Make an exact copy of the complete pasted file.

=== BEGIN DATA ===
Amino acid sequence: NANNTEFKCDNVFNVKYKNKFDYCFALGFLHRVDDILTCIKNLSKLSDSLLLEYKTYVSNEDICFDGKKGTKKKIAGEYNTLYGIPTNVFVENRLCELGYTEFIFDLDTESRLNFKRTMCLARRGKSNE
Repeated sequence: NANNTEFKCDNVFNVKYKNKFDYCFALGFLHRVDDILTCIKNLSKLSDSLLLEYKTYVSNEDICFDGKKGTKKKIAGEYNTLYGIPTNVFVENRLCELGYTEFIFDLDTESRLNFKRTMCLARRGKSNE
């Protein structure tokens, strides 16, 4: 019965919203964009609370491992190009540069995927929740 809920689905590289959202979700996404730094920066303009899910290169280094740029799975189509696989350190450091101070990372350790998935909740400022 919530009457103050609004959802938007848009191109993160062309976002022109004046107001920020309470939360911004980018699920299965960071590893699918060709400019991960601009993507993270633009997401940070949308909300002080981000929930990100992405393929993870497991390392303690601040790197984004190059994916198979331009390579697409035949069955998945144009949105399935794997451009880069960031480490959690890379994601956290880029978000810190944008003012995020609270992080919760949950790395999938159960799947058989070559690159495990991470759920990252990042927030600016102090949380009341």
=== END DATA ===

Amino acid sequence: NANNTEFKCDNVFNVKYKNKFDYCFALGFLHRVDDILTCIKNLSKLSDSLLLEYKTYVSNEDICFDGKKGTKKKIAGEYNTLYGIPTNVFVENRLCELGYTEFIFDLDTESRLNFKRTMCLARRGKSNE
Repeated sequence: NANNTEFKCDNVFNVKYKNKFDYCFALGFLHRVDDILTCIKNLSKLSDSLLLEYKTYVSNEDICFDGKKGTKKKIAGEYNTLYGIPTNVFVENRLCELGYTEFIFDLDTESRLNFKRTMCLARRGKSNE
């Protein structure tokens, strides 16, 4: 019965919203964009609370491992190009540069995927929740 809920689905590289959202979700996404730094920066303009899910290169280094740029799975189509696989350190450091101070990372350790998935909740400022 919530009457103050609004959802938007848009191109993160062309976002022109004046107001920020309470939360911004980018699920299965960071590893699918060709400019991960601009993507993270633009997401940070949308909300002080981000929930990100992405393929993870497991390392303690601040790197984004190059994916198979331009390579697409035949069955998945144009949105399935794997451009880069960031480490959690890379994601956290880029978000810190944008003012995020609270992080919760949950790395999938159960799947058989070559690159495990991470759920990252990042927030600016102090949380009341």